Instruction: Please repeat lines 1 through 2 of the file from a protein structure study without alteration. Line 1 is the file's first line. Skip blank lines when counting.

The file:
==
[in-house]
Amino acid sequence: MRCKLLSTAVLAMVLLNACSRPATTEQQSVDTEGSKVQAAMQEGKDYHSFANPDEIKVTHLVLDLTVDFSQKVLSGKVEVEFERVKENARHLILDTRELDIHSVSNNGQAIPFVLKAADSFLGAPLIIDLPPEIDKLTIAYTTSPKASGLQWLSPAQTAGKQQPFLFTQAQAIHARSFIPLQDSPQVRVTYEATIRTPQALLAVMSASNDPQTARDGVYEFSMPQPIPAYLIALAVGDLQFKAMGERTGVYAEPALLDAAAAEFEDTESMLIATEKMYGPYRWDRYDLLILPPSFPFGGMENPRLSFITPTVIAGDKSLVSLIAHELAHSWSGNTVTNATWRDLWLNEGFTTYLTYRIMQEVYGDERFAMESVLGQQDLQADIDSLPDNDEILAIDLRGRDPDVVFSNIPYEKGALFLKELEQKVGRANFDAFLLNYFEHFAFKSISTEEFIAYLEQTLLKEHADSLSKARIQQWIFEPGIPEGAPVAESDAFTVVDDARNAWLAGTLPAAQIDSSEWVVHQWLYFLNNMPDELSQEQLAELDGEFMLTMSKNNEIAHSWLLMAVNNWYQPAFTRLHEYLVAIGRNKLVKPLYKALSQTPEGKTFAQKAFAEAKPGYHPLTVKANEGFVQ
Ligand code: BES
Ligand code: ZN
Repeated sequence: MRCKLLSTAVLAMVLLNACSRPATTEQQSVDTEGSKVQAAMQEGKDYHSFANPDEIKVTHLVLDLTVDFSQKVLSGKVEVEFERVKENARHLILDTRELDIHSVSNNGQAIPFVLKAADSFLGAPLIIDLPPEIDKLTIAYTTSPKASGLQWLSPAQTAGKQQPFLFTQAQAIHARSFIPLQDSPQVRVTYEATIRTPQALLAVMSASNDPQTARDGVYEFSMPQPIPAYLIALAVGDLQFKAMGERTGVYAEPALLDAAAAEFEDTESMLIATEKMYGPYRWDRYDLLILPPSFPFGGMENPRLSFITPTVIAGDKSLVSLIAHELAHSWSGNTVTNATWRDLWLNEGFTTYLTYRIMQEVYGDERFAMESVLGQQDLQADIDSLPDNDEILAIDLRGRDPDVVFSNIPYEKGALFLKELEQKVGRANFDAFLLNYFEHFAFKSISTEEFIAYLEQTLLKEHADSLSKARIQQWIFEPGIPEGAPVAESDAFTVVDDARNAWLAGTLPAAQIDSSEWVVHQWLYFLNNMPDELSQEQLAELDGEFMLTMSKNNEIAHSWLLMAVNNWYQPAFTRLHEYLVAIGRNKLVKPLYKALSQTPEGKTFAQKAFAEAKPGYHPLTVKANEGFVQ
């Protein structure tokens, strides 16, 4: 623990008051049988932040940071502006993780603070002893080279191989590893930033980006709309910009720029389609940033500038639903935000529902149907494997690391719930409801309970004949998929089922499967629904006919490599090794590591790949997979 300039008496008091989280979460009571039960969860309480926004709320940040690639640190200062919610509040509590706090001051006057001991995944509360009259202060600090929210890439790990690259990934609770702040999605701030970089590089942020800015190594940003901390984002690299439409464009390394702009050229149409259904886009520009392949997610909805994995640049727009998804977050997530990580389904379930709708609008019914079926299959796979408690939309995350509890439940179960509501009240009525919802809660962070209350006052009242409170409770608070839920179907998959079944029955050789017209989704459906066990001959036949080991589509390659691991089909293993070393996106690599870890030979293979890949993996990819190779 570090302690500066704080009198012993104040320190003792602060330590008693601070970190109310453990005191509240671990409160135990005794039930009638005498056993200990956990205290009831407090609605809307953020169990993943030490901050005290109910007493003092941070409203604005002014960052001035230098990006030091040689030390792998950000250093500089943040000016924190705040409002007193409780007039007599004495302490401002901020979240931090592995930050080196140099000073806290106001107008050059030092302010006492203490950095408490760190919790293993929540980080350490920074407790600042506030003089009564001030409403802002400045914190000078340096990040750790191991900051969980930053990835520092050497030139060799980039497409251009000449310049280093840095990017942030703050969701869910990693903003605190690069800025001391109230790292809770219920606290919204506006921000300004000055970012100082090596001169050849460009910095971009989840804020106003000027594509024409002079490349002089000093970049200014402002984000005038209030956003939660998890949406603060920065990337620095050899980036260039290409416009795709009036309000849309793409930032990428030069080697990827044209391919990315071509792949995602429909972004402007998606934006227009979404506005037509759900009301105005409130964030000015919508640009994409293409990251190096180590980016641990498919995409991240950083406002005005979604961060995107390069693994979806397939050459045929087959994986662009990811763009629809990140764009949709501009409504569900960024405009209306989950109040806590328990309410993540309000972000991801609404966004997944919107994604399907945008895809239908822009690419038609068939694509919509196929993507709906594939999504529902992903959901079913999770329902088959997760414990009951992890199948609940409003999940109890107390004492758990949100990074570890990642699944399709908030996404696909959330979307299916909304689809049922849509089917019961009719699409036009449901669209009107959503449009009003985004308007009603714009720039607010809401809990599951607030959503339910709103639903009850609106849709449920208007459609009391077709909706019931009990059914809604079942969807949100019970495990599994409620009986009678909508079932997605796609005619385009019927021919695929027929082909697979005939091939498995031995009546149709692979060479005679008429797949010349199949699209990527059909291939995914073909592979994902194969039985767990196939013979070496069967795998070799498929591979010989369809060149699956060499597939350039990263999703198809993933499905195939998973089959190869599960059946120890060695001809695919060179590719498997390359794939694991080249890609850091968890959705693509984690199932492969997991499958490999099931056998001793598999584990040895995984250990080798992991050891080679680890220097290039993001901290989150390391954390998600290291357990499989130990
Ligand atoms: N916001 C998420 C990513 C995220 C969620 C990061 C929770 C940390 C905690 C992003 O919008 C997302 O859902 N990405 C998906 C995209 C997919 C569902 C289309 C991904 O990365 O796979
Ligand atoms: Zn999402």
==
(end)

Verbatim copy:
[in-house]
Amino acid sequence: MRCKLLSTAVLAMVLLNACSRPATTEQQSVDTEGSKVQAAMQEGKDYHSFANPDEIKVTHLVLDLTVDFSQKVLSGKVEVEFERVKENARHLILDTRELDIHSVSNNGQAIPFVLKAADSFLGAPLIIDLPPEIDKLTIAYTTSPKASGLQWLSPAQTAGKQQPFLFTQAQAIHARSFIPLQDSPQVRVTYEATIRTPQALLAVMSASNDPQTARDGVYEFSMPQPIPAYLIALAVGDLQFKAMGERTGVYAEPALLDAAAAEFEDTESMLIATEKMYGPYRWDRYDLLILPPSFPFGGMENPRLSFITPTVIAGDKSLVSLIAHELAHSWSGNTVTNATWRDLWLNEGFTTYLTYRIMQEVYGDERFAMESVLGQQDLQADIDSLPDNDEILAIDLRGRDPDVVFSNIPYEKGALFLKELEQKVGRANFDAFLLNYFEHFAFKSISTEEFIAYLEQTLLKEHADSLSKARIQQWIFEPGIPEGAPVAESDAFTVVDDARNAWLAGTLPAAQIDSSEWVVHQWLYFLNNMPDELSQEQLAELDGEFMLTMSKNNEIAHSWLLMAVNNWYQPAFTRLHEYLVAIGRNKLVKPLYKALSQTPEGKTFAQKAFAEAKPGYHPLTVKANEGFVQ